It's an issue that because of social media we cannot fully see. Social media has conditioned its users to accustom itself to being criticized possibly 24/7, and anyone who attempts to defend against them is seen as weak because it appears that they did not have the will to endure the offense. We have to stop that. It is not weak to have boundaries for oneself and then defend when those have feelings have been trampled more than once. That does not define someone as being overly-sensitive or easily offended, but rather rightfully offended and positively sensitive.

I was having a conversation with a close friend of mine recently about how it seems that there is now a complete disregard for other people's feelings when they say they are hurt. What ignited this conversation was that another friend of mine addressed how she felt hurt by remarks made about her and how they were beginning to really bother her.

The opposing argument was that my friend did not properly address how she felt earlier on, so she wasn't entitled to being so angry since she never addressed the initial feelings correctly. I sat there thinking that if she had done it sooner, she probably would still have been critiqued for it.

In our day and age, when is it time to say enough? When is it too soon? How can we possibly determine when someone should be mad about remarks that are hurting them. We can't speak for other people, but we can try to be sensitive to their emotions.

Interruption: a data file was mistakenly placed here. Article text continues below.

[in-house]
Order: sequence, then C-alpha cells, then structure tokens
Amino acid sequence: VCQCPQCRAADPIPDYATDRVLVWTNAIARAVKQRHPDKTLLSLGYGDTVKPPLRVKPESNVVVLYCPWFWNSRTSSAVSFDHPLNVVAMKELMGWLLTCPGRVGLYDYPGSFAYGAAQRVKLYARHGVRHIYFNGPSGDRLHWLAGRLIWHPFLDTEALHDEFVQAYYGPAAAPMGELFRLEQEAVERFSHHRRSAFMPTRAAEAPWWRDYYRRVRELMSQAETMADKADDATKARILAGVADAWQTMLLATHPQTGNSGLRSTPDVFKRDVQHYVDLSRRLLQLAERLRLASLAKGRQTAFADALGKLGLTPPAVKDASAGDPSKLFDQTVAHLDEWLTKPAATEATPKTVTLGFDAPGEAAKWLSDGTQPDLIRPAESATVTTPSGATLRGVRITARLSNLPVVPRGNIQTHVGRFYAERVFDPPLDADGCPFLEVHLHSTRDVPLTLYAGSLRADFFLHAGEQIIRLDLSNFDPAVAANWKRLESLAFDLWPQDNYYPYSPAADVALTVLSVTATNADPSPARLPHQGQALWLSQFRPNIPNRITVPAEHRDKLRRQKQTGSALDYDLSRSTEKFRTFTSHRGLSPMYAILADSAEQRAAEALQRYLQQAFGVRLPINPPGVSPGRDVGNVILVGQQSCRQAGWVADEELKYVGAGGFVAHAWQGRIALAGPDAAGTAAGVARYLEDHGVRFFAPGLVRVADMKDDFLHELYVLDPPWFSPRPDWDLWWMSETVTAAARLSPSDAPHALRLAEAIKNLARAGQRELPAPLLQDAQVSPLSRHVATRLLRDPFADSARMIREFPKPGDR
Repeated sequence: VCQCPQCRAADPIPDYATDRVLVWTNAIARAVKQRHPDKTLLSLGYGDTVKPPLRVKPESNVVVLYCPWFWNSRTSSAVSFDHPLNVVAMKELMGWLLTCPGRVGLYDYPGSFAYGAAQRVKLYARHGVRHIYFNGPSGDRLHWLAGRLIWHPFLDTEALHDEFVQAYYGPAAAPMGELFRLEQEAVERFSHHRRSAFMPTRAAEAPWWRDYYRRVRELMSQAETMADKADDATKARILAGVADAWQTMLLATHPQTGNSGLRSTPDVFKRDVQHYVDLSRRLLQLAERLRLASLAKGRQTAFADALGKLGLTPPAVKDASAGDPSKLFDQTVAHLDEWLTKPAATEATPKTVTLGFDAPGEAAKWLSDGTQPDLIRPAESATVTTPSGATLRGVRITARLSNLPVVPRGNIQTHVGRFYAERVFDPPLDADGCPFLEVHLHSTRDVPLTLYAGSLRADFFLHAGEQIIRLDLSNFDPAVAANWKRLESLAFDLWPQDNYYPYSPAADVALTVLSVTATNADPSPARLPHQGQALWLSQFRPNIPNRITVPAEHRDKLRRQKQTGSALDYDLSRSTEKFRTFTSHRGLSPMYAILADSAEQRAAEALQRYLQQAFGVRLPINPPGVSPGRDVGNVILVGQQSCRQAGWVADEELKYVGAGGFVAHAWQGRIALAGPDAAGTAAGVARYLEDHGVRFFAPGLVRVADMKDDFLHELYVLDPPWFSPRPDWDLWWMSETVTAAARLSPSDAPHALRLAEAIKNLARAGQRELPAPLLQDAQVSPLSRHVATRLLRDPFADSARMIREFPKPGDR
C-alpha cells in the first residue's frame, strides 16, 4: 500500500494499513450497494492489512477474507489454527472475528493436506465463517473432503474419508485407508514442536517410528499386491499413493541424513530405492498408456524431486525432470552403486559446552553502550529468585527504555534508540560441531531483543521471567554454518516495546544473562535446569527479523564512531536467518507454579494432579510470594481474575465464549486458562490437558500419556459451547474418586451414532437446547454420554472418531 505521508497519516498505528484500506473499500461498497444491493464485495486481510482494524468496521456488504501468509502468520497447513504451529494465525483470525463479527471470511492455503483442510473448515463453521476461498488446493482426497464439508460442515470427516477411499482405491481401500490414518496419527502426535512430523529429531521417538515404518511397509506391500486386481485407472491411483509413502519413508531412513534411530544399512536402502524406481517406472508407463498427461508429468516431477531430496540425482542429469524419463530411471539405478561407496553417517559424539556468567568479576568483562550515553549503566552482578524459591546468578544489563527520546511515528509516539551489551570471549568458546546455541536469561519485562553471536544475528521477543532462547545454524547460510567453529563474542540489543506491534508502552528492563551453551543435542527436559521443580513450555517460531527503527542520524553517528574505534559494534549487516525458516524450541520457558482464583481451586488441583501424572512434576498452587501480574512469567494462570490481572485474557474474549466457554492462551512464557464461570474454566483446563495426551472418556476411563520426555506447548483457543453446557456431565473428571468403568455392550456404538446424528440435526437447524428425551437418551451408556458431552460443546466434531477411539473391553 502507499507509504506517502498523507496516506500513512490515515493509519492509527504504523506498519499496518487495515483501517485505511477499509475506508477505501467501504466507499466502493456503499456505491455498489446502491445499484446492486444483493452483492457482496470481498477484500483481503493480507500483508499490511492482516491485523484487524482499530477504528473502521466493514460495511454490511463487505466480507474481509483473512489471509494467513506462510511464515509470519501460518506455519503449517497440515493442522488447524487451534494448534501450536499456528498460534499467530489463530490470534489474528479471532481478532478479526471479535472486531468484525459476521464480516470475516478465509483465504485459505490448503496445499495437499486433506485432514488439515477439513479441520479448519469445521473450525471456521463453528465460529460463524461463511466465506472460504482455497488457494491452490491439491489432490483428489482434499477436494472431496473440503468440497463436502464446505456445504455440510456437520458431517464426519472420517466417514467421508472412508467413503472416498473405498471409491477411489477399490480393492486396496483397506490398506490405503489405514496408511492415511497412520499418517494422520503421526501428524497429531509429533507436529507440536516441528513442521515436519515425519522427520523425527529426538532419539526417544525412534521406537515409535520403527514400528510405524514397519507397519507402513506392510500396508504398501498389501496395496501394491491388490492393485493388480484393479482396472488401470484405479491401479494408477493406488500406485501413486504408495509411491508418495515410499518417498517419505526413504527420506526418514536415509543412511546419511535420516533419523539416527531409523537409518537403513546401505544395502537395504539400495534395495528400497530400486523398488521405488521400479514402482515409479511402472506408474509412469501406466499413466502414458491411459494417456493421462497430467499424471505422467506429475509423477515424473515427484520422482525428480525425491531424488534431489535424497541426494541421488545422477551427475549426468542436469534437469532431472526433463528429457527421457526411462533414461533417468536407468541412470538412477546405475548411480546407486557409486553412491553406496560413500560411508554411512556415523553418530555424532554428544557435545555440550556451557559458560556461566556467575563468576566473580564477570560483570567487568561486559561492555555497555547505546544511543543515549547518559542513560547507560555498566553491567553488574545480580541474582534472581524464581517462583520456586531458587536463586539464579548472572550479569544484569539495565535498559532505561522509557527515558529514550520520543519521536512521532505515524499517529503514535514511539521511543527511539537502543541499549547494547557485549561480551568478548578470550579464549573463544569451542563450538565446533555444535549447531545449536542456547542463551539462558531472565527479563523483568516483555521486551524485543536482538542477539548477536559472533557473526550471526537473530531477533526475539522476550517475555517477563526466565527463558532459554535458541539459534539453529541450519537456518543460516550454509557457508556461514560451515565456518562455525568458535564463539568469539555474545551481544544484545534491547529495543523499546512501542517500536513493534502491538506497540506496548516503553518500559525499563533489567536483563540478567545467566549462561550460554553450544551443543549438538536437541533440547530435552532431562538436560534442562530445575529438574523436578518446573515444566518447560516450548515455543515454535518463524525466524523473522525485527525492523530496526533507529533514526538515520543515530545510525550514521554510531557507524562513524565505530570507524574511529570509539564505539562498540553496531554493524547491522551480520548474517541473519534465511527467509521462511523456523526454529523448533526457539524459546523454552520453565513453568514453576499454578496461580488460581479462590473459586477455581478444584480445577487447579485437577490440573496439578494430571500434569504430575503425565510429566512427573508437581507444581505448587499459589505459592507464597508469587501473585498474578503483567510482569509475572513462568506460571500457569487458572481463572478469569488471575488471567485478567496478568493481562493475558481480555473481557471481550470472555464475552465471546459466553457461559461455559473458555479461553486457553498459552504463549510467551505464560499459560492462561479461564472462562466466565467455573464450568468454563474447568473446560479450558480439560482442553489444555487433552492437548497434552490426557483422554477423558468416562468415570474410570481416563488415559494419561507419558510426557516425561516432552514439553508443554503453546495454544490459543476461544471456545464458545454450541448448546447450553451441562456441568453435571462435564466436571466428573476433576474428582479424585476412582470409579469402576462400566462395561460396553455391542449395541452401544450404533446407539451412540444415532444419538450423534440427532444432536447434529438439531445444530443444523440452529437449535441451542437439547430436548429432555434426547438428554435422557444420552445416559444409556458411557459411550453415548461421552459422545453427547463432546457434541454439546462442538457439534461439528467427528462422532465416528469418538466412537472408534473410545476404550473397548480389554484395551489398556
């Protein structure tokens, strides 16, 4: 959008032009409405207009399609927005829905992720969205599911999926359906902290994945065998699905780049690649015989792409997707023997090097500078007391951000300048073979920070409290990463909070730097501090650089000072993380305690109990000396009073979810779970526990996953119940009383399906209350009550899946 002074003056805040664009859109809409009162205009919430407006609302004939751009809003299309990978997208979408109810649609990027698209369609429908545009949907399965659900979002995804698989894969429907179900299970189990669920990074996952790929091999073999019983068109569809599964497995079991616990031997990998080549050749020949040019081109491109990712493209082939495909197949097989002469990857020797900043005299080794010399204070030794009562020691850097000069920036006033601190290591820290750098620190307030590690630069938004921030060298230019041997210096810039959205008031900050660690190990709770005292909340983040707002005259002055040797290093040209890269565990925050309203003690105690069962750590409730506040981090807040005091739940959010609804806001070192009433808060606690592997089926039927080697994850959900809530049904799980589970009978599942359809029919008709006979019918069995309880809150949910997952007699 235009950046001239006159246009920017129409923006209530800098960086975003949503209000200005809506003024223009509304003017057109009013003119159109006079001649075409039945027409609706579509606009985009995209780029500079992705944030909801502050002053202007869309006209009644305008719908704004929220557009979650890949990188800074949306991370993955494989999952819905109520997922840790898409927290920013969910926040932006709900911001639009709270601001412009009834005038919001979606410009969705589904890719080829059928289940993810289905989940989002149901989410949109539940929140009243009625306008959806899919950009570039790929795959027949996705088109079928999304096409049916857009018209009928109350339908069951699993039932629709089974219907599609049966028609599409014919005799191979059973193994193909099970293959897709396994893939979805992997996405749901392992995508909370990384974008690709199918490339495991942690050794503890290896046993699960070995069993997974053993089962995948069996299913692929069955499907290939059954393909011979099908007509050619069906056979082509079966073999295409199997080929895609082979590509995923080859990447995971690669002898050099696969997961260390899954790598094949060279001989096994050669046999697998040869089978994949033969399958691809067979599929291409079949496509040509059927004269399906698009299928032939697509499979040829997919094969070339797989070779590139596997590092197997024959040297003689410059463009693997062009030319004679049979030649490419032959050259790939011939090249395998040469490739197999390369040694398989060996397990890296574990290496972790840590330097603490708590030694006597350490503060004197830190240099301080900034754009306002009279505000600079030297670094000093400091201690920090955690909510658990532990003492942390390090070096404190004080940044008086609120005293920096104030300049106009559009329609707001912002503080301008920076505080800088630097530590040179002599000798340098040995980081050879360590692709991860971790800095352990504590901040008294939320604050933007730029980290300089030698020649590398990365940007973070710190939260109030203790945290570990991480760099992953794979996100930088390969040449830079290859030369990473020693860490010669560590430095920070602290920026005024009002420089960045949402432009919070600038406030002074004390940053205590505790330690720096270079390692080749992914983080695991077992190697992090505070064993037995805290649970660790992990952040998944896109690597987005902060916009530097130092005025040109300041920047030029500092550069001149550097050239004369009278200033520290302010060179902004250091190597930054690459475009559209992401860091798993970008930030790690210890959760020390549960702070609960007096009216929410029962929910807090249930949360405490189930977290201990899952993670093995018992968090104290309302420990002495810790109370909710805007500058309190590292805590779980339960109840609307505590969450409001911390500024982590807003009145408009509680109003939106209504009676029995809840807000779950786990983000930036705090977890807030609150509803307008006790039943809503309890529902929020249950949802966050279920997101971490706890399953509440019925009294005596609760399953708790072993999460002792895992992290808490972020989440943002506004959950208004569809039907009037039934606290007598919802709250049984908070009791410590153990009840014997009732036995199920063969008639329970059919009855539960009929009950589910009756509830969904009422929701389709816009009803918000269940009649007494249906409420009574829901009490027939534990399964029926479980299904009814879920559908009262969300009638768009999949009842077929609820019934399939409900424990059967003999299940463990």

This is where I tie it all together. I do not believe that in this scenario my friend was being overly-sensitive, but rather my other friends were acting in a desensitized manner. As said before, our day and age are all about trying to desensitize ourselves from cruel remarks, and because of how digital everything has become, interpersonal conversations have taken a hit.

Sensitivity thrives in interpersonal connections, and without it, all we have is desensitization. Being desensitized is a negative trait, but with my friend, it seemed like that should have been her go-to, or rather it seemed like that's what was asked of her to be so that it could be a positive quality. I refuse this and so should everyone else.

Let's stop shaming people for being sensitive and start asking how we can be sensitive too. If you can't sympathize with other people then there's a different issue at hand, but being sensitive is not the same as being easily offended. Don't act apathetic towards others and learn to be a little empathetic; learn to be sensitive.

Report this Content
This article has not been reviewed by Odyssey HQ and solely reflects the ideas and opinions of the creator.

Black Friday is back to being Black Friday

This year, malls are standing up against Black Friday beginning on Thanksgiving. Doors won't be opening until Friday morning.


Last week my twitter feed was full of exclamations of how excited people were that our local mall, Westmoreland Mall would be closed on Thanksgiving Day this year. For those who work during the busy holiday days and hours, a celebration was in order. For the die-hard deal finders and shoppers though, they didn’t seem very happy.